- What innovative models and best practices in New Orleans, Louisiana, can leverage local health departments' involvement in Patient Protection and Affordable Care Act outreach and enrollment?
- How can state or local public health entities and agencies in New Orleans, Louisiana, serve as a gateway to identifying and enrolling eligible individuals in the expansion of Medicaid and the implementation of the health insurance marketplace?
- Are there barriers or facilitators to full engagement in outreach to and enrollment in Medicaid expansion and the health insurance marketplace by public health?
- What role can public health play in maintaining enrollment?
The Patient Protection and Affordable Care Act (ACA) laid the groundwork for a substantial increase in the number of people who have access to health insurance through Medicaid expansion or health insurance marketplaces. During the first open-enrollment season, states used a variety of strategies to reach out to and enroll newly eligible people. Typically, they used federal and state funding to develop navigator programs. Program design differed by location, and, although many stakeholders were involved in these efforts, state and local health departments (LHDs) were, and remain, a relatively untapped resource. This report is one in a series designed to highlight innovative models and best practices that leverage LHD involvement in ACA outreach and enrollment and to facilitate knowledge transfer to other geographic regions looking to leverage the full range of roles for LHDs in ACA outreach and enrollment. Each case study was designed to capture nuanced differences in how health departments support these efforts in their communities, identify facilitators and barriers to these approaches, and develop lessons learned from these activities. These reports identify compelling models for how state and local health departments can implement similar activities in their own communities. Further, they provide guidance and insight into the role LHDs can play now, and help redefine that role in the future, as states continue to enroll residents in health insurance coverage moving forward. This report focuses on a case study on New Orleans, Louisiana.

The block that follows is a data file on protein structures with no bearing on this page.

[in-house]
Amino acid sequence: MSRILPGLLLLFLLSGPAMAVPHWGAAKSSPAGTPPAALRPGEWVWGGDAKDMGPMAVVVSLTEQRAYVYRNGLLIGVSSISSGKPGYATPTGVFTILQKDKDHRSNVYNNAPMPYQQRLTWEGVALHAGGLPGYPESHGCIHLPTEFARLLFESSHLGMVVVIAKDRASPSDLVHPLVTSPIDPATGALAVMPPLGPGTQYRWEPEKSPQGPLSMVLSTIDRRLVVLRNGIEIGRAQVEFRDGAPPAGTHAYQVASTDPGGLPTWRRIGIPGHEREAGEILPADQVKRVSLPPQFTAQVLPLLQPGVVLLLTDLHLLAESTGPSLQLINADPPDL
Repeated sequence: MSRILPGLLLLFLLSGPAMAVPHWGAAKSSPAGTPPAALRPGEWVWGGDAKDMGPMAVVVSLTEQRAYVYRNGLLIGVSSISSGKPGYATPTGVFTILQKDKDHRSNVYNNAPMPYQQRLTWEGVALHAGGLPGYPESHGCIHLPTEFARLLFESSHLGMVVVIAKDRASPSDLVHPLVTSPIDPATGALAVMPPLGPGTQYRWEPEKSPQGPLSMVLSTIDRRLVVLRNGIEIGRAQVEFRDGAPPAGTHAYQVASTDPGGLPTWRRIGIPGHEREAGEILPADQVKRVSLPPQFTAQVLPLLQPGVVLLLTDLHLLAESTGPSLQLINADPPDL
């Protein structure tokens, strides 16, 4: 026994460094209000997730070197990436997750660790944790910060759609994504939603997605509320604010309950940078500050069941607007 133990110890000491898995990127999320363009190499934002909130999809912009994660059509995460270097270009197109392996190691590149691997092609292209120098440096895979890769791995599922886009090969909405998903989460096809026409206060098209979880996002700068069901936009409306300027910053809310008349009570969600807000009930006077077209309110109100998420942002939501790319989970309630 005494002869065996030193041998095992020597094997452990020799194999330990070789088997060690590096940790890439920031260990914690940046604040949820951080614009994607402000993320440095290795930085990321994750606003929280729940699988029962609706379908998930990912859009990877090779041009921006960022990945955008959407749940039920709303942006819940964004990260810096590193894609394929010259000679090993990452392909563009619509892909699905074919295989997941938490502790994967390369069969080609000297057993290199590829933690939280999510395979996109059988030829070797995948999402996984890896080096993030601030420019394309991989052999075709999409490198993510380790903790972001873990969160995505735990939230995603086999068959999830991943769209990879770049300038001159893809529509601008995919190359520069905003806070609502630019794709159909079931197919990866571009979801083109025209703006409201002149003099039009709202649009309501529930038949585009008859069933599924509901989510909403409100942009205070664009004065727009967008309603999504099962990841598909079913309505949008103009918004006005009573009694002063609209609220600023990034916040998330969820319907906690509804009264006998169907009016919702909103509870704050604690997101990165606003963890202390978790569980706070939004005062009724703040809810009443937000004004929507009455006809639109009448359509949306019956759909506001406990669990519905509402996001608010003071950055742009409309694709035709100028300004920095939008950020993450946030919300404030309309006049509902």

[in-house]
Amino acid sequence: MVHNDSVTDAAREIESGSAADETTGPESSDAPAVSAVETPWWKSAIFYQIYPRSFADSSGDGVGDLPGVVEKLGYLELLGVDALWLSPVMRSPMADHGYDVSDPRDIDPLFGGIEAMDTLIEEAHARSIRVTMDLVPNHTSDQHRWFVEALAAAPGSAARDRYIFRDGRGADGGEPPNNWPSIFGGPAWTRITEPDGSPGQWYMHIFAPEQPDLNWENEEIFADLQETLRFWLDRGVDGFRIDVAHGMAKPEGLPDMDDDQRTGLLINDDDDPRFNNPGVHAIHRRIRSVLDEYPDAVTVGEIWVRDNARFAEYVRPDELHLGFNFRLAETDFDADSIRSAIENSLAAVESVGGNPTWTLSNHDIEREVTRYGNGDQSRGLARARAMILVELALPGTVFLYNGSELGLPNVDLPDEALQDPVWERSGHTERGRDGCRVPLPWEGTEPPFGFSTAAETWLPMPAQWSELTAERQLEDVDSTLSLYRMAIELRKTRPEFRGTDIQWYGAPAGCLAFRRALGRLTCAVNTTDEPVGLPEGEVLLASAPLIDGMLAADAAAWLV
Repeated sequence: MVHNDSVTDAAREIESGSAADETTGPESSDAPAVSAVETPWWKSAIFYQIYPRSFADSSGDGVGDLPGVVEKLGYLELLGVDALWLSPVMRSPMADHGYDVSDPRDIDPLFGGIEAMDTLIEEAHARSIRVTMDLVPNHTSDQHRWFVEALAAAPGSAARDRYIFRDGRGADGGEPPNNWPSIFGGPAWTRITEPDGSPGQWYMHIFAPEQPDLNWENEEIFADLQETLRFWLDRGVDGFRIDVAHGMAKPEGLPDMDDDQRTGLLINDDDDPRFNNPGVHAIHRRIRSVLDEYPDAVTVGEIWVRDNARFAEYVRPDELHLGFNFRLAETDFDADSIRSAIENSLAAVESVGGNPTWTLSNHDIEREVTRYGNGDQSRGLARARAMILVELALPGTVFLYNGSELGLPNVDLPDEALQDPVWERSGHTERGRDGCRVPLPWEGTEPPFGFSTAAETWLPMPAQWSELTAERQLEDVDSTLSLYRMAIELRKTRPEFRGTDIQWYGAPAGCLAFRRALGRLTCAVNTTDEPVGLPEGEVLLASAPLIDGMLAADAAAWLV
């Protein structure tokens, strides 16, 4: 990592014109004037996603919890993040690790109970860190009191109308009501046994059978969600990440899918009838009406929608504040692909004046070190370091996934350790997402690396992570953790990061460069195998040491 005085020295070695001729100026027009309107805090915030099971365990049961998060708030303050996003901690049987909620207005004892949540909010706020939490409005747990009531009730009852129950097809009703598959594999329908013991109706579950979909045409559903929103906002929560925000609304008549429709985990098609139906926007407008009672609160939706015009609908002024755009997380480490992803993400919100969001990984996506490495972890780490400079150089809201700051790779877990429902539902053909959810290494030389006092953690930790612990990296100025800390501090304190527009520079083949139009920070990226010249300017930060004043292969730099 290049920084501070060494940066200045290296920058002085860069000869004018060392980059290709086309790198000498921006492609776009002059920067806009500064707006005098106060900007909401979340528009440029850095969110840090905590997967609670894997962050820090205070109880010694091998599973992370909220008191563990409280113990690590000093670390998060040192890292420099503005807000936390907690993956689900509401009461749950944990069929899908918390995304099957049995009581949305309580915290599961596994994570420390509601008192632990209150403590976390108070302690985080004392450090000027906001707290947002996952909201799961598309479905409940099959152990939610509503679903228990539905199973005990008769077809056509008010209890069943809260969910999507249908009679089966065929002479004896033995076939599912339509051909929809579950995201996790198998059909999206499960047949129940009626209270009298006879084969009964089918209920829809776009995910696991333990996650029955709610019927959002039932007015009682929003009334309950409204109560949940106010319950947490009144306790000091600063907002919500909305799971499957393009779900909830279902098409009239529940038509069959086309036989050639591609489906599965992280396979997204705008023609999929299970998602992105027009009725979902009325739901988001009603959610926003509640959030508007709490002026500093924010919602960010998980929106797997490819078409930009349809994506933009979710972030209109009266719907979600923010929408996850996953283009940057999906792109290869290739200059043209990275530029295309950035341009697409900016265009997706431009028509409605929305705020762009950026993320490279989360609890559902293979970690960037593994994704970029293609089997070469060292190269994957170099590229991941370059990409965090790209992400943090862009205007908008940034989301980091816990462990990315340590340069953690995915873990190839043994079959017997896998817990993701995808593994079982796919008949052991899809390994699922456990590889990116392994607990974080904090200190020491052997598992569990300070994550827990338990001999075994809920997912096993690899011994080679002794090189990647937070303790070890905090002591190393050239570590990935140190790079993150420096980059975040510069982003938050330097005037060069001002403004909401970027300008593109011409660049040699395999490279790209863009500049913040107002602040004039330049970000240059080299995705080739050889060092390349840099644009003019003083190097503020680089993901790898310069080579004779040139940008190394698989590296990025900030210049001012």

The New Orleans Health Department's History of Improving Access and Partnering with Community-Based Organizations Helped Outreach and Enrollment
- With 504HealthNet, a private not-for-profit membership organization for the region's community health centers, the New Orleans Health Department led an outreach and enrollment work group.
- The department also made use of public health data and mapping to support its outreach efforts. It conducted both direct and indirect outreach and enrollment, and it leveraged its network to increase enrollment opportunities.
Outreach and Enrollment Efforts Face Challenges at the Individual and Policy Levels
- Individual barriers included the population's low levels of health, computer, and insurance literacy; the cost of insurance; and the time and effort required to enroll.
- When Medicaid was not expanded in Louisiana, a gap in coverage occurred for some people who had previously been able to access coverage through a Medicaid waiver program. Also, about 40 percent of the uninsured would have been eligible for Medicaid under expansion; many of these people seek care primarily through community health centers.
Some Factors Help Those Efforts
- The primary facilitator of these activities is the large network of partnerships on which the health department could draw to enhance outreach and enrollment. Also, although the state did not support expansion of the Patient Protection and Affordable Care Act, residents of New Orleans were generally in favor of the act. The city is generally "pro-Obama" and, as a result, supported implementation activities, such as the enrollment events.
- The LHDs will need to work with health plans to ensure that the CHCs are in the networks of newly insured plan members and work on information campaigns to educate consumers about how to use health insurance.
The research described in this report was conducted by RAND Health.
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